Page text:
Saturday, October 28, 2006

Judge Williams' Portrait

On Friday afternoon, I attended the portrait ceremony for Judge Stephen F. Williams of the D.C. Circuit, for whom I clerked in 2001-02. At a certain point in their careers (I'm not sure what the trigger is for this), federal judges typically have their portrait painted, and then hung in a federal courthouse.

Portrait ceremonies are evidently a big deal: I'd never been to one before, but it was probably the most legal talent that I've ever seen in one room. The entire D.C. Circuit was there, as were six members of the Supreme Court (all except Souter, Kennedy, and Alito). There was a person I didn't recognize sitting between Justices Stevens and Thomas. Judge Laurence Silberman later said in conversation that it was Judge Louis Oberdorfer -- a long-time and highly respected district court judge who has to be in his late eighties now.

There were speeches from Williams' colleagues praising his outstanding intellect, integrity, wide-ranging knowledge, and good humor, and then several speeches from former clerks. Jonathan Zittrain's speech was delightfully witty, as he always is. Then afterwards, Judge Williams himself got up to deliver what was described in the program as "Expression of Gratitude." He pointed out the title of his remarks, and noted that when Judge Harry Edwards had his portrait ceremony, his remarks were also titled "Expression of Gratitude." But, Williams said, when Larry Silberman had his ceremony several years ago, his remarks were simply titled "Response." Said Williams, "You might wonder why Silberman would need a 'Response.' The answer is that Justice Scalia had spoken beforehand [here, a motion in Scalia's direction along with laughter from the crowd]."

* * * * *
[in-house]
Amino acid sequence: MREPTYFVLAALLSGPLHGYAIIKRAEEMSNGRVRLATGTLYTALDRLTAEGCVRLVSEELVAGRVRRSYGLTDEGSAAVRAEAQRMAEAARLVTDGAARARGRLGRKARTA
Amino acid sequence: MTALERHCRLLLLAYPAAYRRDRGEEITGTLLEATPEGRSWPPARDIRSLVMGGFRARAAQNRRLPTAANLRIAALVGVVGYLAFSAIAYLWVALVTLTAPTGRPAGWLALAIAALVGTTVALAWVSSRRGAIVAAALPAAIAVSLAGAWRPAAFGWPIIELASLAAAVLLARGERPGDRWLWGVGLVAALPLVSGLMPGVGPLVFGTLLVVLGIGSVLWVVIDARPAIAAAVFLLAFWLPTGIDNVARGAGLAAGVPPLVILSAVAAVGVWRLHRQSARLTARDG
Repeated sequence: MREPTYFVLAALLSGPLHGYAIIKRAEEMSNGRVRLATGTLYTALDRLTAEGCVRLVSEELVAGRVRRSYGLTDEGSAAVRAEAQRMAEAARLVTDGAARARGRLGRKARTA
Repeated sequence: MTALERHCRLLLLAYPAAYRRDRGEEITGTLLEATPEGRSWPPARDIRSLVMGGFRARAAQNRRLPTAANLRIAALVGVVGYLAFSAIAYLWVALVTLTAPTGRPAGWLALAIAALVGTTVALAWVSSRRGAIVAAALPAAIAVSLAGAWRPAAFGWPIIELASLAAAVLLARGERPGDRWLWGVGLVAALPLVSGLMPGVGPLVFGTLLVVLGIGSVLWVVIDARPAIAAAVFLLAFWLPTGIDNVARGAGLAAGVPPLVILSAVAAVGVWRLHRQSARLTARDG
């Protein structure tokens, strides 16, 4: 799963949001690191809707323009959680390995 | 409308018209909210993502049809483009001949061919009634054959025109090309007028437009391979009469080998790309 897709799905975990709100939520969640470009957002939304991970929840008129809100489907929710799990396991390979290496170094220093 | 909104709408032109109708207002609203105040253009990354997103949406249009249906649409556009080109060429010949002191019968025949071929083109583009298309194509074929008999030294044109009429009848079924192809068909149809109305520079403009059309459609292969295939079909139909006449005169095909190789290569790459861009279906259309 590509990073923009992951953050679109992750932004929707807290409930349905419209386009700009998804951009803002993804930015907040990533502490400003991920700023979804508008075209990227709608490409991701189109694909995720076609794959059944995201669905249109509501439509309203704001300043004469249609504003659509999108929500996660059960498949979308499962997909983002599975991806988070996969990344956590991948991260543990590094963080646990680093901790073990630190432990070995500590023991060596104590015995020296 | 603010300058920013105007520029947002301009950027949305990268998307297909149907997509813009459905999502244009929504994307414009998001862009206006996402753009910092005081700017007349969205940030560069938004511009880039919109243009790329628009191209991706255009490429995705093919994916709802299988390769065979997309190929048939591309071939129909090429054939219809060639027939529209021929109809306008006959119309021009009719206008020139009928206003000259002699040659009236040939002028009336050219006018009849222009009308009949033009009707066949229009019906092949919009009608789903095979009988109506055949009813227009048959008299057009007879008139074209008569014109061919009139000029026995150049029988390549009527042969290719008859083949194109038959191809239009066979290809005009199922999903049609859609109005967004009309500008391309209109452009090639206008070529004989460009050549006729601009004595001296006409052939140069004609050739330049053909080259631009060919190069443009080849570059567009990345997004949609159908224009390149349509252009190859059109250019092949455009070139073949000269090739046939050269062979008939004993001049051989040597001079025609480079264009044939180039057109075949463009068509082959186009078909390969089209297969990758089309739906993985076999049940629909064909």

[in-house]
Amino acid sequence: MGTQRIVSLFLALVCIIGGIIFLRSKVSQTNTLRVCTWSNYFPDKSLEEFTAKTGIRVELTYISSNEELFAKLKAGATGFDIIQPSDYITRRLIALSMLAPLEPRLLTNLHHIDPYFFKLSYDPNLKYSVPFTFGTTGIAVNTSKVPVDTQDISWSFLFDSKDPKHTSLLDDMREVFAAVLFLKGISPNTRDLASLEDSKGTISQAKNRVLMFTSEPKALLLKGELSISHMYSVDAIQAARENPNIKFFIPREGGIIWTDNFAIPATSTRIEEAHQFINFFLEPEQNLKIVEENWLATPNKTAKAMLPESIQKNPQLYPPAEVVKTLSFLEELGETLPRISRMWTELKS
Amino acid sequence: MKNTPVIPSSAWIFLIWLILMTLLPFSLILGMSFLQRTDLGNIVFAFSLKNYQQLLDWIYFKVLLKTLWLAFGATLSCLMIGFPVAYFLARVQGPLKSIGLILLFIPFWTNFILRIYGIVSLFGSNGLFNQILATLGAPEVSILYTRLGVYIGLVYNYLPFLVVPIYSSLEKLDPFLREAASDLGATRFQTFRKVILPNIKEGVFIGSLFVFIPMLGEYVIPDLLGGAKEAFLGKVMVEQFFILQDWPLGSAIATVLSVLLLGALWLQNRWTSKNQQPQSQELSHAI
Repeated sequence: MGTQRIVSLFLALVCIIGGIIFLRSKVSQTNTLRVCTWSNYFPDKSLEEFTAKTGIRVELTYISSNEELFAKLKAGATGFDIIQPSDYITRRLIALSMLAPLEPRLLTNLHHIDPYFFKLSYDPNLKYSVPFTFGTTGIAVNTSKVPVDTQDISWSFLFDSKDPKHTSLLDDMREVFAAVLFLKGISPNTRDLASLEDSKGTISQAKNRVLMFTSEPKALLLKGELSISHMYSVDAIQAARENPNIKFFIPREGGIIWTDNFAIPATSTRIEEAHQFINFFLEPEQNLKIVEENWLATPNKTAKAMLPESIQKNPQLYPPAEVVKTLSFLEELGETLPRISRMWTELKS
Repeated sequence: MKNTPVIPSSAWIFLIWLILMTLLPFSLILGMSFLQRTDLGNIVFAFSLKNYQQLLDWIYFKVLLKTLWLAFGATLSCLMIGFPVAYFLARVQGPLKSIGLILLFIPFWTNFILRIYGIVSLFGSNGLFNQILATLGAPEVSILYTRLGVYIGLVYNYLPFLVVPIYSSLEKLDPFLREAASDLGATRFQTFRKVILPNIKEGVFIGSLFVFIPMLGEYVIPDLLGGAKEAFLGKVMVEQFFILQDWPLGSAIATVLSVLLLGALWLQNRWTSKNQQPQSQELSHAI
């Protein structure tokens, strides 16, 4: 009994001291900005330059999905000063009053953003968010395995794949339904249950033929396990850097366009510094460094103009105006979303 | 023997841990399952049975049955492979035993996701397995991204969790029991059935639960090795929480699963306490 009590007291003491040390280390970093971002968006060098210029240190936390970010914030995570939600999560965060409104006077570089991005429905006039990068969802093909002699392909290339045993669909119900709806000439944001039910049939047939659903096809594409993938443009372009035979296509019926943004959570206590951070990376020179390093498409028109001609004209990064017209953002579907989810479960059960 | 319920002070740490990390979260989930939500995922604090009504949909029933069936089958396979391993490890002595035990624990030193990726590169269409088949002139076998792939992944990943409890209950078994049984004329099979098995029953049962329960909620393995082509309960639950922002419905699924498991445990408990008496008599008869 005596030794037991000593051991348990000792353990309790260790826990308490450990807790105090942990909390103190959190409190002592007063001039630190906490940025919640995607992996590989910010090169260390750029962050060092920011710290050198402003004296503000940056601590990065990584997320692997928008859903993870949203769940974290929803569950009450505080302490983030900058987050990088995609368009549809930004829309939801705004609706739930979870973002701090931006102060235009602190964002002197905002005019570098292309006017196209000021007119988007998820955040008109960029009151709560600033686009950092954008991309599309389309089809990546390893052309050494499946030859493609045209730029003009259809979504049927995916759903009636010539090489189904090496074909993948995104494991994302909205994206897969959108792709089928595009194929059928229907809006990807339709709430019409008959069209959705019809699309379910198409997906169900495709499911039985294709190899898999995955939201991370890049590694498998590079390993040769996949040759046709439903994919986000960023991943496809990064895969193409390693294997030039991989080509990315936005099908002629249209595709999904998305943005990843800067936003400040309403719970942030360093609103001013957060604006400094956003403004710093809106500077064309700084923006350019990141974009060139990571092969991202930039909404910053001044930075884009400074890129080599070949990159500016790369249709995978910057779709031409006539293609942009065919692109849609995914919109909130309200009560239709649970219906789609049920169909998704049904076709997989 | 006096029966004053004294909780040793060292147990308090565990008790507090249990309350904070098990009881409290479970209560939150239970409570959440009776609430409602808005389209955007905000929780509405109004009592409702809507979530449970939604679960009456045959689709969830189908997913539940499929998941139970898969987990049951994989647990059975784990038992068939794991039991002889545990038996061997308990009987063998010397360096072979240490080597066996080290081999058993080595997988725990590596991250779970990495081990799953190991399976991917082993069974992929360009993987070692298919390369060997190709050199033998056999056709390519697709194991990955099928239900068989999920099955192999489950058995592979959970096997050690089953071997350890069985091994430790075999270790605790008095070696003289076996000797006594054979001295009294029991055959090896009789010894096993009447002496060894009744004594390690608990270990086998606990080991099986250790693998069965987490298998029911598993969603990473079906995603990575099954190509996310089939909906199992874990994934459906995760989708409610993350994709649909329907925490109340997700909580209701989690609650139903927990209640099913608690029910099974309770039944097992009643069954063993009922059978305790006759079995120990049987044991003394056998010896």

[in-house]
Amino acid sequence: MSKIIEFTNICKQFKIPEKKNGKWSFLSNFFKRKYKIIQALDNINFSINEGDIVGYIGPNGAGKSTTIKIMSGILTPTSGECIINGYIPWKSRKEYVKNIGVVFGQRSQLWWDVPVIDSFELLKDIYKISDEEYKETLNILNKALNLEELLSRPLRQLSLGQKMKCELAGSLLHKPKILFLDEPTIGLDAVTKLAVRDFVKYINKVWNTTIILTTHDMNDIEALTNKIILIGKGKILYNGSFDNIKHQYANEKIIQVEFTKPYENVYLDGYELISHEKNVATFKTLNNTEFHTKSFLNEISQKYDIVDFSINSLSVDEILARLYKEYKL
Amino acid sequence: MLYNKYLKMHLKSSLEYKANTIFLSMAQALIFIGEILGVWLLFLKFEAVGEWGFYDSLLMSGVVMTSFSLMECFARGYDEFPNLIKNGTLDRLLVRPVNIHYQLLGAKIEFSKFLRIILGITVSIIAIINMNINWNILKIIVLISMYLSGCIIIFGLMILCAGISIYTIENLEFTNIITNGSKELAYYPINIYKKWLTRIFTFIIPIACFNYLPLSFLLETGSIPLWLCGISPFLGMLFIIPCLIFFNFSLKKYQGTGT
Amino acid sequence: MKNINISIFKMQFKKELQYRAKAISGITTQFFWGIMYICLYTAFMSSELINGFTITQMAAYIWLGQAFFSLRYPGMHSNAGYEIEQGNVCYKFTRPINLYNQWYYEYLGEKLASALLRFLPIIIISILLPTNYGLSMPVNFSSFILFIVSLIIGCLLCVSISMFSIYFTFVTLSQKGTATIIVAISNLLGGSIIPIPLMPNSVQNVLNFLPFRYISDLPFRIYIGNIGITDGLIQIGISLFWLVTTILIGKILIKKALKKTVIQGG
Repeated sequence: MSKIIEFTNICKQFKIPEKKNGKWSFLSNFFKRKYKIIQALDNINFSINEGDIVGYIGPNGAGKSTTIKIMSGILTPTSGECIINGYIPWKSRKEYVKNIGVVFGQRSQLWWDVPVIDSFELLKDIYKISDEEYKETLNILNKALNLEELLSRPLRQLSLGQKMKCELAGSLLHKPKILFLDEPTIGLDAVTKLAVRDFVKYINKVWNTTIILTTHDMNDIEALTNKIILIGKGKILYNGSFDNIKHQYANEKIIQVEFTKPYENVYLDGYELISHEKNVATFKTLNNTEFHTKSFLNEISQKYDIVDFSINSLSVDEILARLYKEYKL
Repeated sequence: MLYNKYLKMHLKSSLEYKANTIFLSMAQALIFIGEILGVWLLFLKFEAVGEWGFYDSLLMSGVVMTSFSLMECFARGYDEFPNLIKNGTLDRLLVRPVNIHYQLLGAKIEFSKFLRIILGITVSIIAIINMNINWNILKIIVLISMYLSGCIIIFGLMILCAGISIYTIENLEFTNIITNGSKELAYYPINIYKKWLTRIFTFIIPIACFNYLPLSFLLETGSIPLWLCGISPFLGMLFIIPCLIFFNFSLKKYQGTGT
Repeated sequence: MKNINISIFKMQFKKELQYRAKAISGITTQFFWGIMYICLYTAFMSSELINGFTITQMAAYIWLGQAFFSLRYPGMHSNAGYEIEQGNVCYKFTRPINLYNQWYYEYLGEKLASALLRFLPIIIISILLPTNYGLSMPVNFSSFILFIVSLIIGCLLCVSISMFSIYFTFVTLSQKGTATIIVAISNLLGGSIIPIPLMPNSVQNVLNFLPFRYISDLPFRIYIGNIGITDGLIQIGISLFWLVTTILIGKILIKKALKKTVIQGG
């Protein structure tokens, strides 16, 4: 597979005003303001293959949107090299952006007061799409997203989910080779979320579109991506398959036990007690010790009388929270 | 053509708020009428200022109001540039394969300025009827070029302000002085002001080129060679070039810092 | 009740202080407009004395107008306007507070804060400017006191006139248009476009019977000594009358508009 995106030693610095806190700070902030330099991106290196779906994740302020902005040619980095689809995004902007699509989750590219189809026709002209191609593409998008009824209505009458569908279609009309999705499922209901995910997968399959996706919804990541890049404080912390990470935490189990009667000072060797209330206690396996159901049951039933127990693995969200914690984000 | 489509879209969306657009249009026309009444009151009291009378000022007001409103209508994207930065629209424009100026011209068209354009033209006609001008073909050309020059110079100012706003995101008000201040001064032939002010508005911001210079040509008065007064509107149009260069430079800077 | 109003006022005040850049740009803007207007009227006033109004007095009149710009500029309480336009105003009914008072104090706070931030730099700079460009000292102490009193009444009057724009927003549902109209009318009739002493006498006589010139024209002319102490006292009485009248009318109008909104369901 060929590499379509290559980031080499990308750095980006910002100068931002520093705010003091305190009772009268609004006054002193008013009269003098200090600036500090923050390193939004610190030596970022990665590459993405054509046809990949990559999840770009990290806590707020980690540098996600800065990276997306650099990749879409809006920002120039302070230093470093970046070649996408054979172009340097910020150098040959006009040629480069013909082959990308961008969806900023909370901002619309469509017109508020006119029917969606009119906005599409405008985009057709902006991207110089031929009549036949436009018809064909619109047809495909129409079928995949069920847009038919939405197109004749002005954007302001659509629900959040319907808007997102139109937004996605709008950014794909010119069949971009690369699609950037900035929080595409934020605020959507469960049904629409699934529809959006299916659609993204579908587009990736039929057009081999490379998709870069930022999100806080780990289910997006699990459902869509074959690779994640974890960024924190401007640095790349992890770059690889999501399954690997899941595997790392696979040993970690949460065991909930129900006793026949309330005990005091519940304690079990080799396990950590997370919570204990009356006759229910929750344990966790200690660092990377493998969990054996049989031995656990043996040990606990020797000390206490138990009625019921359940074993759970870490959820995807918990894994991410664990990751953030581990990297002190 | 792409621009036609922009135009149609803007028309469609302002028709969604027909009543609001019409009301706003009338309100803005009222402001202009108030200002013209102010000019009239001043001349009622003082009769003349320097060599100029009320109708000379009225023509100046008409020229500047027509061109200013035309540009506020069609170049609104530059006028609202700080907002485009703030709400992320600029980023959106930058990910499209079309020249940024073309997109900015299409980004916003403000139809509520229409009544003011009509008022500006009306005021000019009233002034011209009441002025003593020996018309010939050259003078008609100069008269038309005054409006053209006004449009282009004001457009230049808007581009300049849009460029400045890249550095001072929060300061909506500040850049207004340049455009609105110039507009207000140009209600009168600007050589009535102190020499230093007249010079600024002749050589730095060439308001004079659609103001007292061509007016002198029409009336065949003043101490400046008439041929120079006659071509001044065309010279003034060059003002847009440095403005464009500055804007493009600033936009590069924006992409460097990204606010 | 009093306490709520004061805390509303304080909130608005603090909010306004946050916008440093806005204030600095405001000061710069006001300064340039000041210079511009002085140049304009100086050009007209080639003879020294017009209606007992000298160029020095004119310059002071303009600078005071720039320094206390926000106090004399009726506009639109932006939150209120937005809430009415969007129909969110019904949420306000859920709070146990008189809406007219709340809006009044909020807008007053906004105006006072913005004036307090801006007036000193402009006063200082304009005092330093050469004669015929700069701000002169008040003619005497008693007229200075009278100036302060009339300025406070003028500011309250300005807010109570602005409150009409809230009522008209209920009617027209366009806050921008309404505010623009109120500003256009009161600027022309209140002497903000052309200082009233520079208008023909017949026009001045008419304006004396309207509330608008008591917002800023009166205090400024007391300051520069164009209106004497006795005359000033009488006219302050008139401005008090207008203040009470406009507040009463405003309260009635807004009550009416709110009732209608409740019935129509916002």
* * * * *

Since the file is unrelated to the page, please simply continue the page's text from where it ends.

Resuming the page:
It was a wonderful occasion, and it paid tribute to someone that I consider the ideal of a federal judge: A brilliant and inquisitive person who does his best to make decisions that are as unbiased as possible.


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